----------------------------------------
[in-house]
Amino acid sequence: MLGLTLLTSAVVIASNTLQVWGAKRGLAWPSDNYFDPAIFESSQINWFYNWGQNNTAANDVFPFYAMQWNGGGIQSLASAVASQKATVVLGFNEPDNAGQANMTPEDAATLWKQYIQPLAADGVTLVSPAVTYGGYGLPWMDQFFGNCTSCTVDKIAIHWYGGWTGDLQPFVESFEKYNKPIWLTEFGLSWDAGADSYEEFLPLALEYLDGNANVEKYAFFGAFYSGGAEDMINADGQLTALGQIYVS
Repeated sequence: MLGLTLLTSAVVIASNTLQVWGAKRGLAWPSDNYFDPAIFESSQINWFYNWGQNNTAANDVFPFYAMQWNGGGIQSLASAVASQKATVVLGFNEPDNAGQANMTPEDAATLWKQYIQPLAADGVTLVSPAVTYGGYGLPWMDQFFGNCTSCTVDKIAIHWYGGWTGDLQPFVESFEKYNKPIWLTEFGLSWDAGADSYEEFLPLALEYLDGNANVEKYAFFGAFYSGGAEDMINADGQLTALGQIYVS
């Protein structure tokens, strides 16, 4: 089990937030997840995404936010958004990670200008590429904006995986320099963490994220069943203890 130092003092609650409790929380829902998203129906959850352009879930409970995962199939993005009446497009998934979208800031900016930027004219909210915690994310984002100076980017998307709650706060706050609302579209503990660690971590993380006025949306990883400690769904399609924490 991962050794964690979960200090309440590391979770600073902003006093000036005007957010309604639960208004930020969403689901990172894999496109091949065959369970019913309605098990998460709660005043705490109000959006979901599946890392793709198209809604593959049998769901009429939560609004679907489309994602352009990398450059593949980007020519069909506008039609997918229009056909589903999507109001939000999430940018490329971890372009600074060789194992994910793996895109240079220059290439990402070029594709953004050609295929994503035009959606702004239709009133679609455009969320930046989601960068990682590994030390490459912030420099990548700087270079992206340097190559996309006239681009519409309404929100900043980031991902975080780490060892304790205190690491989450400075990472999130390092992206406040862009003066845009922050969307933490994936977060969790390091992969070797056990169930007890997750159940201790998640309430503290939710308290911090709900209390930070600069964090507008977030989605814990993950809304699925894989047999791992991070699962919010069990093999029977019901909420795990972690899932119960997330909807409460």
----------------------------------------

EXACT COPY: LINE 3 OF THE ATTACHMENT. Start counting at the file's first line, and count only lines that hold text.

Repeated sequence: MLGLTLLTSAVVIASNTLQVWGAKRGLAWPSDNYFDPAIFESSQINWFYNWGQNNTAANDVFPFYAMQWNGGGIQSLASAVASQKATVVLGFNEPDNAGQANMTPEDAATLWKQYIQPLAADGVTLVSPAVTYGGYGLPWMDQFFGNCTSCTVDKIAIHWYGGWTGDLQPFVESFEKYNKPIWLTEFGLSWDAGADSYEEFLPLALEYLDGNANVEKYAFFGAFYSGGAEDMINADGQLTALGQIYVS